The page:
Lecturer: Ni Xiaoping, Professor of Hangzhou Center for Disease Control and Prevention, China
Source of content: SIFIC Healthcare Micro-hygienic Cycle Helps Prevent and Control Covid-19
Topic: Key Precautions for Practices of Hospital Environment Cleaning
The following content is the key parts extracted from Mr. Ni's courseware.
Hospitals are places where patients gather and are highly susceptible to microbial infections, and only by proper cleaning and disinfection of the environment can we provide patients with a safe and reassuring medical experience and create an efficient working environment for medical staff. Infection control in hospital wards, as one of the key links in infection and control in medical institutions, is an effective way to cut off pathogen transmission.
The three links of pathogen transmission are susceptible populations, sources of infection, and transmission routes. Surgical instruments, catheters, hand hygiene, and environmental surfaces in the entire medical environment system are transmission routes of microorganisms. Mr. Ni mentioned in the courseware that "pathogenic microorganisms can survive on inanimate surfaces and become the source of infection". If patients touch the contaminated surface, they also spread bacteria to the environment. Therefore, disinfection of environmental surfaces not only provides patients with a warm diagnosis and treatment environment but also reduces the routes for pathogenic microorganisms to transmit through the environment.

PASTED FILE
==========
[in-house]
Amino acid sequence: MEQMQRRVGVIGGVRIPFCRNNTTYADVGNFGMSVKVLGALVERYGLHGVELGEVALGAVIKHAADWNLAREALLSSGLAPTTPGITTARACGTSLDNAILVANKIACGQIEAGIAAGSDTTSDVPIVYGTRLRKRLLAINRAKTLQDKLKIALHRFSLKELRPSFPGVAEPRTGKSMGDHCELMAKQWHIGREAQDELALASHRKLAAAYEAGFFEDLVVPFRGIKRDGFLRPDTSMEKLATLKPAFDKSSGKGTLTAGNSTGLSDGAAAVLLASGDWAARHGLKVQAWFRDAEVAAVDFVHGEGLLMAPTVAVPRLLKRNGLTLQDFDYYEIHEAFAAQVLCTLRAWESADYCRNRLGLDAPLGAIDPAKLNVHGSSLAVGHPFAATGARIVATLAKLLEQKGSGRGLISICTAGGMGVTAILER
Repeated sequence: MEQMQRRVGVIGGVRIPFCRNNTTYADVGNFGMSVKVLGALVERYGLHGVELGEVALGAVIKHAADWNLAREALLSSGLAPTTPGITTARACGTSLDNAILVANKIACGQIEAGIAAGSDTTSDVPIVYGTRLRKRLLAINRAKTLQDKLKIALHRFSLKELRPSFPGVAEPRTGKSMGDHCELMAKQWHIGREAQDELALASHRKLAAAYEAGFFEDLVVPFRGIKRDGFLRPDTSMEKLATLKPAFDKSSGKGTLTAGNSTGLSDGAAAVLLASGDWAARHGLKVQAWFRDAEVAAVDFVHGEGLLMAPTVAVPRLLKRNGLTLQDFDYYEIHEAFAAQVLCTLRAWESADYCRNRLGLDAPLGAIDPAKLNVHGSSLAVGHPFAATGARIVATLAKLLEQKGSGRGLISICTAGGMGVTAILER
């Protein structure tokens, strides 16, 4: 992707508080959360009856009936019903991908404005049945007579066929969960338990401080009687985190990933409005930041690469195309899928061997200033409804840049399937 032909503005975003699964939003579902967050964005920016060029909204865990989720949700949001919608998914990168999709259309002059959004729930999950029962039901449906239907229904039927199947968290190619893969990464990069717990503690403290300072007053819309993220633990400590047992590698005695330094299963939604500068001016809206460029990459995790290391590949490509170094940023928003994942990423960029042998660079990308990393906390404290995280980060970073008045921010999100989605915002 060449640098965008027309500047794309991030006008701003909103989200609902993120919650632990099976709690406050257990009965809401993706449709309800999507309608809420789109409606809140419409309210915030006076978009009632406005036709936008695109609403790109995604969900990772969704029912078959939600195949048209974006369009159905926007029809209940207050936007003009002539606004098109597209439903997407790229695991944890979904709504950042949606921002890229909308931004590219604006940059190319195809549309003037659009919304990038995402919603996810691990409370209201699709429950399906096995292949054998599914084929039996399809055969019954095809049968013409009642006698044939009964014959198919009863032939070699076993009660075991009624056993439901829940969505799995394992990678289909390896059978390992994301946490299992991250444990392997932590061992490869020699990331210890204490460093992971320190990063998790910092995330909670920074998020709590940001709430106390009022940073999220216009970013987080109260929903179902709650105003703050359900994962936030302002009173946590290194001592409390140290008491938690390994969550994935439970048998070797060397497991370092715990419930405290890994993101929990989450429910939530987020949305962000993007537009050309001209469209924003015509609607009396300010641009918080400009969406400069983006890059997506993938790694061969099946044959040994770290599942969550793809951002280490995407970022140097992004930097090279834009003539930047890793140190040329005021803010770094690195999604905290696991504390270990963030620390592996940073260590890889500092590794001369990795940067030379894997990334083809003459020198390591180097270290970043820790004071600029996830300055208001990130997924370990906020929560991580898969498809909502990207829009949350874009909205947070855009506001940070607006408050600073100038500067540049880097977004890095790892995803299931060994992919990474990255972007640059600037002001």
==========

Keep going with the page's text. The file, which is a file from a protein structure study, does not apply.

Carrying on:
According to the Disposal Requirements for Reuse of Cleaning Tools, the relevant surface that is adjacent to a patient and that the patient frequently touches is considered a cleaning unit (nursing unit), such as the ward bed, bedside table, monitor, ventilator, and micro-pump.
The contrast experiment of "one towel cleans one item" vs. "one towel washes multiple items" was given in the courseware, and the results showed that if using one towel to clean multiple units, pathogenic microorganisms on the surface would spread and transmit, and that only unit-based cleaning could minimize cross-contamination. Professor Ni said, "The ultimate goal of cleaning units is to prevent the horizontal transmission of pathogenic microorganisms.
According to WS/T 512-2016 Regulation for Cleaning and Disinfection Management of Environmental Surface in Healthcare, cleaning tools shall be used in specific areas and color marked; microfine fiber wiping cloth or floor towels shall be used; the used or contaminated wiping cloths or floor towels shall not be repeatedly soaked in cleaning water, in-use cleaning agents, and disinfectants.
Professor Ni mentioned the need to use cloth in specific areas, which are parted by colors and numbers to reduce cross infections, and summarized two key points for effective reuse. First, the conditions for effective reuse are a clean and dry place with good ventilation and a quantitative proportion of cleaning tools. Second, the difference between manual and mechanical disinfection shall be regarded with a dialectical view to select an effective disinfection method for reuse. For manual disinfection, the concentration ratio and soaking time cannot be accurately confirmed, while setting disinfection time by the machine can clarify the disinfection process and ensure the quality of disinfection.
Professor Ni stressed that the most critical thing of mechanical disinfection is being able to keep dry to avoid secondary pollution caused by natural drying. Effective reuse is the only way to prevent the vertical transmission of pathogenic microorganisms, thus reducing or avoiding their cross infections during disinfection.